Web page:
A mystery shopper scam targeting Walmart customers, which has been around since at least 2011, has resurfaced. Reports of the scam have started circulating on Facebook and other parts of the Web, from people who have gotten checks of up to $2,000 in the mail.
The scam starts with a legit-looking check, usually for an amount of up to $2,000, which is mailed to a consumer. The check is supposed to be used at Walmart to purchase items as part of their mystery shopper program, a program that pays random people to shop at their local store and rate their experience through a survey.
A letter that comes with the check directs the reader to a registration website, which requires several items of personal information including name, address, phone number, Social Security Number, and in some cases a driver's license number.
The program is a scam, full stop – and the personal information collected will provide the scammer either everything they need to commit a number of crimes including identity theft or financial fraud. If you're curious, the checks themselves are worthless.
"Fraudsters are sending fraudulent solicitations via mail, print, text, and e-mail to entice consumers to evaluate the retail experience, products and services at stores, including Walmart," the retail giant said in a warning on their corporate website.
"This mystery shopper scam uses fraudulent offers, fake checks and wire transfers to persuade unsuspecting consumers into sending money to fraudsters who are often located outside the U.S.," the warning adds.
Bottom line: "Walmart does NOT utilize these services."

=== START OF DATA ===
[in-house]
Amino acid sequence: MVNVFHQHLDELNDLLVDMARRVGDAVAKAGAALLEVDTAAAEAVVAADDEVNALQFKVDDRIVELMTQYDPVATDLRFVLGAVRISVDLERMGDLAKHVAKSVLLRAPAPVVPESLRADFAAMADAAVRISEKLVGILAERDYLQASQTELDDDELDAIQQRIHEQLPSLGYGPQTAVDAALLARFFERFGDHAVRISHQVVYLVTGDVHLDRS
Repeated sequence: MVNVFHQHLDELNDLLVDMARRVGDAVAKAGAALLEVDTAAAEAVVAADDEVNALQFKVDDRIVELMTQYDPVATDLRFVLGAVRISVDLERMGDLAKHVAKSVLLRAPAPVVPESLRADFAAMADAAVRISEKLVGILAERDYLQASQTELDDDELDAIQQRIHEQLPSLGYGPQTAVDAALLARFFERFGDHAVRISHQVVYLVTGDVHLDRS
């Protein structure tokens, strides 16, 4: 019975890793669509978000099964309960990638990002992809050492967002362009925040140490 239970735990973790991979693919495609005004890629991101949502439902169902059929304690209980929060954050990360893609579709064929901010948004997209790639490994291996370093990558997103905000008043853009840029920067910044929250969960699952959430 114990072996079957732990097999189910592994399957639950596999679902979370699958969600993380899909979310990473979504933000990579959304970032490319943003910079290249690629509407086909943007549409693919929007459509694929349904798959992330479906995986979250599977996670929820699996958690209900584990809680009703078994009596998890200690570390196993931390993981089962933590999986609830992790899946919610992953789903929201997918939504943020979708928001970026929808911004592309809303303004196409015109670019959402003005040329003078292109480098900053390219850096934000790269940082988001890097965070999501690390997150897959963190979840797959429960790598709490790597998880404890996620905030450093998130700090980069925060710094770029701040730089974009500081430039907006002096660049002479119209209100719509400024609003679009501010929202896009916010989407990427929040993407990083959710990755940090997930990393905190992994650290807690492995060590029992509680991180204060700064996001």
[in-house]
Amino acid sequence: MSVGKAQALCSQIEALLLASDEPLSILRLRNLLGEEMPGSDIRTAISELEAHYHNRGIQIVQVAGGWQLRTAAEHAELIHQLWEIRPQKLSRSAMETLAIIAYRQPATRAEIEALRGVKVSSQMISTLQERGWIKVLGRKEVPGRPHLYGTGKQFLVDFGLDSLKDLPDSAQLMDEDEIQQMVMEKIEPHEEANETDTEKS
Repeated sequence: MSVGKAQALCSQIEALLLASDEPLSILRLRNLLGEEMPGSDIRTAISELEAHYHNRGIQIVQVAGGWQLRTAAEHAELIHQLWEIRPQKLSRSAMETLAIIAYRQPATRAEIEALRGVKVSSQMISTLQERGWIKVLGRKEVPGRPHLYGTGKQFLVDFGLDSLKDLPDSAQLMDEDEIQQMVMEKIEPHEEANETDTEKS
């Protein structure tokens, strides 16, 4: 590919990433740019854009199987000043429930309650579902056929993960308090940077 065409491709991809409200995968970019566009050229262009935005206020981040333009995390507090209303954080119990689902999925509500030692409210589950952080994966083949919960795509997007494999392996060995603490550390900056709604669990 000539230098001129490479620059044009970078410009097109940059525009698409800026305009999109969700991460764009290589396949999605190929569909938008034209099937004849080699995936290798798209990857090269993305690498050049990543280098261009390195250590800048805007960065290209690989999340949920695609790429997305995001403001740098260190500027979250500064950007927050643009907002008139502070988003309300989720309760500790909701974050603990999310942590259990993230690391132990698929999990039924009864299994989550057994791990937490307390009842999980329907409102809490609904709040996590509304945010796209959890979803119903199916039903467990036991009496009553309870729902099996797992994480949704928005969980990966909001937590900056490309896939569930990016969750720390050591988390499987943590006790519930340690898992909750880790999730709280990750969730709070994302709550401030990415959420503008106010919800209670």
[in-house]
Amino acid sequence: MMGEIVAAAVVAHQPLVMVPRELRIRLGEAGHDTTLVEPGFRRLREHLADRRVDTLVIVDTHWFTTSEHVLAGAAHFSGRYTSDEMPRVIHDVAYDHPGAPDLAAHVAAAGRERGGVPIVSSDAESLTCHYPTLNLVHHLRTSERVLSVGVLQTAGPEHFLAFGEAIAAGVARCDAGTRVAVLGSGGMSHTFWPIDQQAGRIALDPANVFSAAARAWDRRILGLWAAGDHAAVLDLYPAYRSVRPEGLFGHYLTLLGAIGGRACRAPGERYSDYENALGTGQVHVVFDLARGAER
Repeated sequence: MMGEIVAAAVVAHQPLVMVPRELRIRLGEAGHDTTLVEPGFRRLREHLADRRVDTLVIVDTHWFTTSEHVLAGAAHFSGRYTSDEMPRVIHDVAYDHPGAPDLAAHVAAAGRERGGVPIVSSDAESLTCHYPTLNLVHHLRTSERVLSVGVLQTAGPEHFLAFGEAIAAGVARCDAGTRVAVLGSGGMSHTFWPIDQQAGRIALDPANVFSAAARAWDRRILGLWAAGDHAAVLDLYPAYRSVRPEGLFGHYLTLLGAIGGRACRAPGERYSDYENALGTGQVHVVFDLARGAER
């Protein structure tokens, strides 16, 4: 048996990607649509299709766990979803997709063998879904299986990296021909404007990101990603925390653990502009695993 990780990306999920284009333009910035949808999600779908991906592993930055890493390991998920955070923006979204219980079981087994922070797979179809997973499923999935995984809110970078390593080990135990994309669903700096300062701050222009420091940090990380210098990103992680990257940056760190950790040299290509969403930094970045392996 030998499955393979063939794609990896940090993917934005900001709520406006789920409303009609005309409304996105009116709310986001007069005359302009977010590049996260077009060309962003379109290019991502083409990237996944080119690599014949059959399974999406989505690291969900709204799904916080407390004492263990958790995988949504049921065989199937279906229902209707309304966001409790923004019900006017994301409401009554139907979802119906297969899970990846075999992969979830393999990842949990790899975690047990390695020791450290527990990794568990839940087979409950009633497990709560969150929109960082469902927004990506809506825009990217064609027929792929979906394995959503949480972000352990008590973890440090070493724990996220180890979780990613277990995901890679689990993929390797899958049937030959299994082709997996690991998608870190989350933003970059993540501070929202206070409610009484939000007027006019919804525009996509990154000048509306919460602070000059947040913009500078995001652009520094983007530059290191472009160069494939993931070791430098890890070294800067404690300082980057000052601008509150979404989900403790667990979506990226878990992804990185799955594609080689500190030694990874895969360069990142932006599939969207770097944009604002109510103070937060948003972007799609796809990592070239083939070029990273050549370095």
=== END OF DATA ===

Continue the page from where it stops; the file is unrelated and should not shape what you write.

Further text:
The scam itself has existed for several years. In 2014, the scam reached a point that required a wider public notice, so Walmart implemented their own fraud alert, and the BBB of Alabama (due to a number of complaints) issued their own warning.
In 2011, the consumer watchdog website Consumerist warned readers about the scam after a jobless victim in Los Angeles had $4,000 stolen from him. The website issued a follow-up reminder in 2015 when the scam once again started to circulate.
If you or someone you know finds one of these letters in the mailbox, or similar offer in your email or through a job-hunting website, ignore it.
The victim in Los Angeles is just one example of someone who was taken by the scam. Odds are, many others have had similar horrible experiences. These cruel scams play on the base fear that comes from having either no job, or the pressure of finding a second job just to support yourself.
It's hard to resist the pull of a way out when you're struggling, but you have to. Remember, when something sounds too good to be true, it usually is.
Update: A follow-up to this story has been posted to Salted Hash. In addition to posing as Walmart, scammers have also started posing as a legitimate mystery shopping company. One victim lost $1,825 last week due to this new variation.